Dr Brian Mawhinney, the Health Minister, said yesterday that the three-year campaign will try to make parents more aware of the impact of their behaviour. Studies show that children are seven times less likely to smoke if they perceive strong parental disapproval, while the children of non-smokers are almost three times less likely to take up the habit.
Although Britain has a good track record in reducing the number of adult smokers - from 45 per cent of the population in 1974 to 30 per cent now - the levels of teenage smoking have remained largely unchanged since the mid-Eighties. About 10 per cent of 11 to 15-year-olds smoke in England, 9 per cent in Wales, and 11 per cent of 12- to 15-year-olds in Scotland. The Government has accepted that the target outlined in its Health of the Nation White Paper, of a reduction in teenage smoking to 6 per cent in 1994, would not now be achieved.
Earlier this month, Sir Richard Doll, the epidemiologist who established the link between cigarette smoking and lung cancer, condemned the Government's attempt to cut teenage smoking as a 'complete failure'. He was supporting a backbench Bill to ban tobacco advertising, launched the day after Virginia Bottomley, the Secretary of State for Health, played a leading role in blocking the progress of a European Directive supporting such a ban. The Government receives around pounds 6.6bn annually from tobacco revenue. Dr Mawhinney said yesterday that tobacco price rather than an advertising ban would remain a key part of government anti-smoking strategy. The real price of a packet of cigarettes has risen by 67 per cent since 1978/79.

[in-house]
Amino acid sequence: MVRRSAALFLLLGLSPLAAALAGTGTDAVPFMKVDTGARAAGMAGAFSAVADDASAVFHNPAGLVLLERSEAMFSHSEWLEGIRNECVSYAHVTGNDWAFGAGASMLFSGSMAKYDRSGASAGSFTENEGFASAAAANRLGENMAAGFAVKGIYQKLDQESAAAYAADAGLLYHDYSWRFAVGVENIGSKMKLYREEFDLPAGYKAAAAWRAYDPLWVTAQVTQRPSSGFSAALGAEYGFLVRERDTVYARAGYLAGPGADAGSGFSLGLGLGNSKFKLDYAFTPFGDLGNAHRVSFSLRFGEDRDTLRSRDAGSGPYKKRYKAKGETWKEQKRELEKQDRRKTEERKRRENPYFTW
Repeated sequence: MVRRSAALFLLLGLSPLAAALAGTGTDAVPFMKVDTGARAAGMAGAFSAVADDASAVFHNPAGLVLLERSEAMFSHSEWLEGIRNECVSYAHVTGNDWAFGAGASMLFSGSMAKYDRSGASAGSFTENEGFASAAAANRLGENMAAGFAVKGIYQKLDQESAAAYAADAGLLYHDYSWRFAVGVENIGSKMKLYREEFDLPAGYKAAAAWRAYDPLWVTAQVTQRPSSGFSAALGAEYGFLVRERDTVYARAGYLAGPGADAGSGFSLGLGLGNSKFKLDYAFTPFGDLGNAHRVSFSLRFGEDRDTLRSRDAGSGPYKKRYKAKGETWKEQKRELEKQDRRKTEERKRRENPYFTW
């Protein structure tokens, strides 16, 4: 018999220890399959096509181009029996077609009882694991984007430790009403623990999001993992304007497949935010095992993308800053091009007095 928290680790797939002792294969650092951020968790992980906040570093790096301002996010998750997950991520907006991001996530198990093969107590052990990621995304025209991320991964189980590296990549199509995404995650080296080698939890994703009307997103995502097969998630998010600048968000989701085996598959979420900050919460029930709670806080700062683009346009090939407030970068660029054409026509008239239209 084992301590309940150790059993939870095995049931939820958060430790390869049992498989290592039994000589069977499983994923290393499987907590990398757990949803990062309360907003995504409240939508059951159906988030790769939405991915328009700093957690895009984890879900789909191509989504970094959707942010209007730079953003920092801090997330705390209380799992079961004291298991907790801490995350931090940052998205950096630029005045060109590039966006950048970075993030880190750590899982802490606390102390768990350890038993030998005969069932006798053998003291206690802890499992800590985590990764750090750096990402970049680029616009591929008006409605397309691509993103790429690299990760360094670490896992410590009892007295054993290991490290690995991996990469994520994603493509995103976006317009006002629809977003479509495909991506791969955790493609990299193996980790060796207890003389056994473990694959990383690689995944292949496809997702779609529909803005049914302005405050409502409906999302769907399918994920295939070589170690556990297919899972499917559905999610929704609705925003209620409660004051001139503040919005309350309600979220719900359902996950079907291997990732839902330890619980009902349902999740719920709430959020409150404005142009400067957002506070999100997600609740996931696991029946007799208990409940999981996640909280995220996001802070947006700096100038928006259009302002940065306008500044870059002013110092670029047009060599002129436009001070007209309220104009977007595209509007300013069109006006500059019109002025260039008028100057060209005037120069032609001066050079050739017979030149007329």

Smoking-related diseases account for 110,000 premature deaths annually and 50 million working days are lost a year due to smoking-related illnesses. One non-smoker a day dies from lung cancer caused by passive smoking. About 50 children a day are admitted to hospital suffering from symptoms related to passive smoking.